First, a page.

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WEB EXCLUSIVE: Full Transcript From Q&A with Donna Jo Napoli

Below is the full transcript of Carrie Compton’s interview with the versatile linguistics professor/author.


Professor Donna Jo Napoli discusses her two passions: linguistics and fiction writing. Photo by Laurence Kesterson

Talk about your time at Trinity over the summer—what you were able to do over there?

Trinity College–Dublin opened up a new building called the Long Room Hub just a few years ago. The Long Room is the gigantic old library room upstairs from [where] the Book of Kells [is housed]. The Long Room Hub is meant to be a humanities center, bringing together people from all areas of the humanities. They run conferences, special events, special demonstrations, workshops, and they now have research fellows come—but you’ve got to be invited by at least two units. The whole idea is integration—that the people who go there will be bringing together the different areas of the humanities—for people to blend different approaches to the same issue.

I was invited [as a Long Room Hub Fellow] by linguistics, which actually isn’t in humanities; it’s in social sciences at Trinity … but the Center for Deaf Studies does a lot on culture, so it is considered humanities enough to make a proposal; They invited me and the Oscar Wilde Centre for Creative Writing in the School of English invited me.

It’s the first time I’ve ever gone anywhere where I’ve been treated like a whole person. Because when I’m here at Swarthmore, I am a linguist—that’s who I am. When I’m elsewhere in the world, I’m either a linguist or a writer. At Trinity, I worked closely with people on deaf studies, on issues of literacy and language rights for deaf children, and I visited the school for the deaf and worked with parent organizations, parents of deaf newborns or newly deafened small children. I also worked with three professors on a theoretical linguistics paper that involves Irish Sign Language—a semantics paper, so it’s theoretical linguistics, but it’s connected with sign language. And I wrote a novel. I was very busy, and it was fantastic.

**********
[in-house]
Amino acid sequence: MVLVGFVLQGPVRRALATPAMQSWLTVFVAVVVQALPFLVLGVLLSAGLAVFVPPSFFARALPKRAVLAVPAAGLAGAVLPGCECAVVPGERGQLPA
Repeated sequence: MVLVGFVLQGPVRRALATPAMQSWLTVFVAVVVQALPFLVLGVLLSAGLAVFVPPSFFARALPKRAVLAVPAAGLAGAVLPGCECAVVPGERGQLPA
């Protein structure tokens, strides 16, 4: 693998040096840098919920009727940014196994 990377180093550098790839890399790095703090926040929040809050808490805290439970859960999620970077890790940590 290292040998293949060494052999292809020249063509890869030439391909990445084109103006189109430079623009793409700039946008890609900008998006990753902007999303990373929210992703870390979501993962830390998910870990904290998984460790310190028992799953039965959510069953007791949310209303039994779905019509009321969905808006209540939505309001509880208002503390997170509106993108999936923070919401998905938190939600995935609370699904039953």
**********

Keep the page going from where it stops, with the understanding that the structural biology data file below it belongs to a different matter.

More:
Is there a way outside of this unique fellowship where you can marry the two disciplines? Do you ever find a synthesis between the two?

I have been offered twice to teach in MFA programs in writing, and I’ve thought about it. I’ve thought about trying to see if I can work out something with Swarthmore where I taught less here and divided my time that way, but you know … I really love linguistics, and I think that a divided life in terms of two masters is complicated, so I am just sticking with what I have.

Do you ever consider yourself one more than the other? Do you find it to be perfectly divided?

Oh, it’s not perfectly divided; I go through different periods. I went through a period of many years when my writing mattered to me much more than my linguistics. But then I became involved in Deaf issues and for the past decade I’ve spent far more time on linguistics than on writing. When I do research on Deaf issues, there are potentially many people who might be affected—and that’s very gratifying. Linguistics is a wonderful field. I’m completely fascinated by it, but it’s a very theoretical field. When you write a paper, maybe there are 100 other people in the world who care about what you wrote. And sometimes you can write something that appeals to more people en masse, so maybe 5,000 people will read it. It’s a tiny little thing that you’re doing, and that’s how academia is often. You’re all these little cogs in the wheel, and every cog is needed, and I understand that, but when you write a novel you get lots of mail from kids like, “When my parents got divorced, I thought I couldn’t make it without your book.” It sounds ridiculous, but it makes you feel like you matter. You’re touching lives, lots of lives. You sell 100,000 books—that’s a lot of people. And if it’s in a library, you don’t know how many people are checking it out.